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What happened when the firsthand Nephite witnesses of Christ were gone and why they matter to us today

In the New Testament, the resurrected Jesus appeared to many people, including Mary Magdalene, the women who came to the tomb, the Twelve, the disciples, and, according to Paul, “above five hundred brethren” (1 Corinthians 15:6), as well as, of course, to Paul himself on the road to Damascus.

Fired by their personal experience, these witnesses fearlessly took Christ’s message to the world, enduring every kind of persecution imaginable. I love to read the New Testament and see the impact of Christ’s Resurrection on those who witnessed it!

In another hemisphere, the resurrected Jesus appeared to a large multitude of 2,500. Every single eye was upon him. We presume he could have simply stood in front of that large audience and given a life-changing sermon, and that would have been powerful enough! But it wasn’t enough. Jesus invited the entire multitude, “one by one,” not only to hear with their ears and see with their eyes but to feel in an intimate way. He said:

Thrust your hands into my side, and . . . feel the prints of the nails in my hands and in my feet. (3 Nephi 11:14)

It’s one thing to shake someone’s hand and to feel your flesh touching theirs, but imagine being invited to touch someone’s wounds. That is an intensely personal experience—an intensely sacred experience, in this case.

Jesus, on that day, created 2,500 sure witnesses of his Resurrection. This emotional and powerful procession must have taken several hours. If each individual in the multitude had taken fifteen seconds to feel the Savior’s hands, feet, and side, it would have taken ten hours. (That is one line we would be happy to wait in all day long.)

Imagine the impact of 2,500 sure witnesses of Christ who not only heard his words but touched his hands and felt his wounds. They completely transformed Nephite society for hundreds of years.

In fact, the book of 4 Nephi, immediately following Jesus’s appearance, covers a span of nearly 300 years, yet it is only one chapter! Why is it so short? Nothing to report. The people kept the commandments and they prospered in the land, as promised.

It was in the third generation after Christ that things began to disintegrate. My personal opinion is that the generation who went forth “one by one” to become personal witnesses of Christ were growing old and passing away, and the power of their testimonies went with them, to some extent.

I have no memory at all of my great-grandparents. But I remember my grandparents, a couple of generations away. If they had looked me in the eye and told me, “I was there, I saw him, I felt his hands and his feet, and I know he lives,” I would never, ever forget it. But that generation, the grandparents in 4 Nephi, eventually died out, and when the witnesses of Christ were gone, the society began to go downhill.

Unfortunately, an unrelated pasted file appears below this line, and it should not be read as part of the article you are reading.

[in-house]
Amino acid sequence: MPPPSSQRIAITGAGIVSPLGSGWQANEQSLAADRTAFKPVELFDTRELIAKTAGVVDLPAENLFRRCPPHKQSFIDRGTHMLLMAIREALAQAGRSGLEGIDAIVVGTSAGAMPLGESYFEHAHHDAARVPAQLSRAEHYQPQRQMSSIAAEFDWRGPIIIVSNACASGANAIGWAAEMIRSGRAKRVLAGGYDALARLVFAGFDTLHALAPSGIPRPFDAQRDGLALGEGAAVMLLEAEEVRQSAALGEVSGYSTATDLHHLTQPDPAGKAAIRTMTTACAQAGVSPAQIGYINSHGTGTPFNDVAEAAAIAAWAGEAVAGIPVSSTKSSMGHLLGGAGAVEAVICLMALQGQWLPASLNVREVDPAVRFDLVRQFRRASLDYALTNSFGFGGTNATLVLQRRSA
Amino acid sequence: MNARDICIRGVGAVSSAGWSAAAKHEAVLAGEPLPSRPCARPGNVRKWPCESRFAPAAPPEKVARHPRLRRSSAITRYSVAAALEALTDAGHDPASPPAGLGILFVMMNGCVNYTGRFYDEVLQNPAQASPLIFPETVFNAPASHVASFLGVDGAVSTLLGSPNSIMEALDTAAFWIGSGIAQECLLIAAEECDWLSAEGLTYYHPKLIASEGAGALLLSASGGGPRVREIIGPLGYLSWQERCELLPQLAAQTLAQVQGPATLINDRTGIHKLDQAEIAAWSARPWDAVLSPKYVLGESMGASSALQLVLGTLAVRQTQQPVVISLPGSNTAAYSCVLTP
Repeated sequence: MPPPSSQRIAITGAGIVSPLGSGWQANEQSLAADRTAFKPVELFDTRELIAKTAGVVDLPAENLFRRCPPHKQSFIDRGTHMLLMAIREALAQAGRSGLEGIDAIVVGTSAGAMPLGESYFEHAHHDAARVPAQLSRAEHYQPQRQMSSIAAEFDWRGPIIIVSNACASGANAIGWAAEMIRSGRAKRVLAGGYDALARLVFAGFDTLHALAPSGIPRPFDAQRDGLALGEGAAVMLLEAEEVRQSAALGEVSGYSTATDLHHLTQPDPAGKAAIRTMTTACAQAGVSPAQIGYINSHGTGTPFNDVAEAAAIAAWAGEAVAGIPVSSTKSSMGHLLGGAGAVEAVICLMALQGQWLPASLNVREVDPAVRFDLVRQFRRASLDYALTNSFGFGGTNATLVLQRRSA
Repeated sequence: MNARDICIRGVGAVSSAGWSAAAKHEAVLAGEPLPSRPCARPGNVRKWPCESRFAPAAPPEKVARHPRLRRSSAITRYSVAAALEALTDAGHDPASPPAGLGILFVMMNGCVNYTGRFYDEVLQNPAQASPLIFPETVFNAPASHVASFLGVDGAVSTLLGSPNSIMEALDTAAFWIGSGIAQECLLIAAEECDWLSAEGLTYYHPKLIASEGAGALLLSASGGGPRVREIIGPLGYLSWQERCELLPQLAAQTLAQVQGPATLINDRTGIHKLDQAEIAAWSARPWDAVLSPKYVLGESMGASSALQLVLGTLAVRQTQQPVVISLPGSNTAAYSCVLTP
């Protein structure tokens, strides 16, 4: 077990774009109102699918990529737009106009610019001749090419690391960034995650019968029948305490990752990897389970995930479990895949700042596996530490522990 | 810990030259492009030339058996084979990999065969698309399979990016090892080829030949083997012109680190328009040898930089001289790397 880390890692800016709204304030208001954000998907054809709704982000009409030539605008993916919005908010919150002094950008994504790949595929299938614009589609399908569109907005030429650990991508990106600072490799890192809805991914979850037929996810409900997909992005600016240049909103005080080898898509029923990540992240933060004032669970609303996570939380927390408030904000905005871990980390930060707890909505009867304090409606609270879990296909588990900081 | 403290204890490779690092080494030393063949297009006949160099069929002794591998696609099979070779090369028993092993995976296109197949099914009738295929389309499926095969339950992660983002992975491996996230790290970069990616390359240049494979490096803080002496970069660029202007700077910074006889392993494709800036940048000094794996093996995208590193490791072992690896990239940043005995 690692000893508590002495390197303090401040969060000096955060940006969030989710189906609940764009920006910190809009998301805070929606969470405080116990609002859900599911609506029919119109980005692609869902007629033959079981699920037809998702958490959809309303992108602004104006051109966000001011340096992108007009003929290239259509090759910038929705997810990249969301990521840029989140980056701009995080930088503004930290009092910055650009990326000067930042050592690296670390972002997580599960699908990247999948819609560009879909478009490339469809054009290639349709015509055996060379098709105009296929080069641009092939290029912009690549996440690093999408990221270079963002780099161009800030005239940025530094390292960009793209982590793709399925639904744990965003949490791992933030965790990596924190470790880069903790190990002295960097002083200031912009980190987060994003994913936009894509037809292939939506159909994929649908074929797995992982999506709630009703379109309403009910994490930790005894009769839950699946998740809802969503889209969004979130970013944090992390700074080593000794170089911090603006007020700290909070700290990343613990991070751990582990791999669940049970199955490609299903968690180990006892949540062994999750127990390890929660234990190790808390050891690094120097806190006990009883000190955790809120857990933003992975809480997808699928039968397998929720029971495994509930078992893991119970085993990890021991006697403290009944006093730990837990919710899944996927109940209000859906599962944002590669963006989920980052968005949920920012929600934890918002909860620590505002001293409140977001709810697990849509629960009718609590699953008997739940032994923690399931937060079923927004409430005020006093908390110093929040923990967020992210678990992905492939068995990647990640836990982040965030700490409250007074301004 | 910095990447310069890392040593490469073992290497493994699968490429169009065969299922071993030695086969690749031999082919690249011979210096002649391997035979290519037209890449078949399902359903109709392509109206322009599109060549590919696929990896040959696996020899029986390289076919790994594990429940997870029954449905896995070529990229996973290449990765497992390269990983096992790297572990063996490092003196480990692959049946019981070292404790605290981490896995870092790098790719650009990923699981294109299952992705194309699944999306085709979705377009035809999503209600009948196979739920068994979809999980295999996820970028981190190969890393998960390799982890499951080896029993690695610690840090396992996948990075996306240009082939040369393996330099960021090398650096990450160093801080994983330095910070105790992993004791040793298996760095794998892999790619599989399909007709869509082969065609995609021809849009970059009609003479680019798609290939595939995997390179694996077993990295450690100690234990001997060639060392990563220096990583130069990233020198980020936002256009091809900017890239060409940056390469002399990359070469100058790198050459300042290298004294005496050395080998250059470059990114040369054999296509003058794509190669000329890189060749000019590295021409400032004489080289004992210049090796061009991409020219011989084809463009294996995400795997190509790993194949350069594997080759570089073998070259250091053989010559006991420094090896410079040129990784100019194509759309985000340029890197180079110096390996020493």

Yes, the Book of Mormon is not only a second witness of Christ as a book but a record of thousands of witnesses of Christ, and a witness of what their testimonies did for society. I would love to live in the place described in early 4 Nephi among all those witnesses of Christ. “Surely there could not be a happier people among all the people who had been created by the hand of God” (4 Nephi 1:16).

Four times in 4 Nephi, Mormon mentions that there was “no contention,” as if he simply cannot believe it. Perhaps some readers have thought, “Maybe there weren’t any in-laws back then.” As if to prevent such speculation, Mormon says, “And they were married, and given in marriage” (4 Nephi 1:11), and yet, “there was no contention among all the people” (4 Nephi 1:13).

How did they do it? The answer, I believe, lies in 4 Nephi 1:15: “There was no contention in the land, because of the love of God which did dwell in the hearts of the people.” When those 2,500 souls went forth to feel the wound in his side and to touch his hands and feet, they most certainly felt his love—his perfect, consuming, divine love—and “the love of God” stayed with them and changed them forever.

Jesus taught, “Greater love hath no man than this, that a man lay down his life for his friends” (John 15:13). This most fortunate multitude actually felt Jesus’s hands, literally holding in their own hands the physical evidence that he had lain down his life for them.

One of the wonderful things about scripture study is that we may vicariously feel what those in the scriptures felt. As we read the Book of Mormon, this reservoir of golden answers that is, above all else, Another Testament of Jesus Christ, we get to stand in line with the 2,500. And when we approach our study with prayerful, grateful hearts, we may feel His love as well.

This love of God will sustain us in this challenging world and give us hope and courage to press on until the promised day when Jesus will come again. On that most glorious occasion, it is my belief that we too will be invited to feel the wound in his side, and to feel his hands and feet and, without question, his overwhelming love—not vicariously, and not as part of a group or multitude, but in person, one by one.

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Image titleIf you've ever wished you could sit in on John Bytheway's Book of Mormon classes, which he has taught at the university level for years, now's your chance! Each chapter of Golden Answers highlights an aspect of the gospel that the Book of Mormon clarifies for us in ways the Bible does not. The order and glory of the plan of salvation, including the reality of the Atonement and Resurrection of Jesus Christ, unfold beautifully as John examines that plan through the lens of Book of Mormon teachings. Available now at DeseretBook.com

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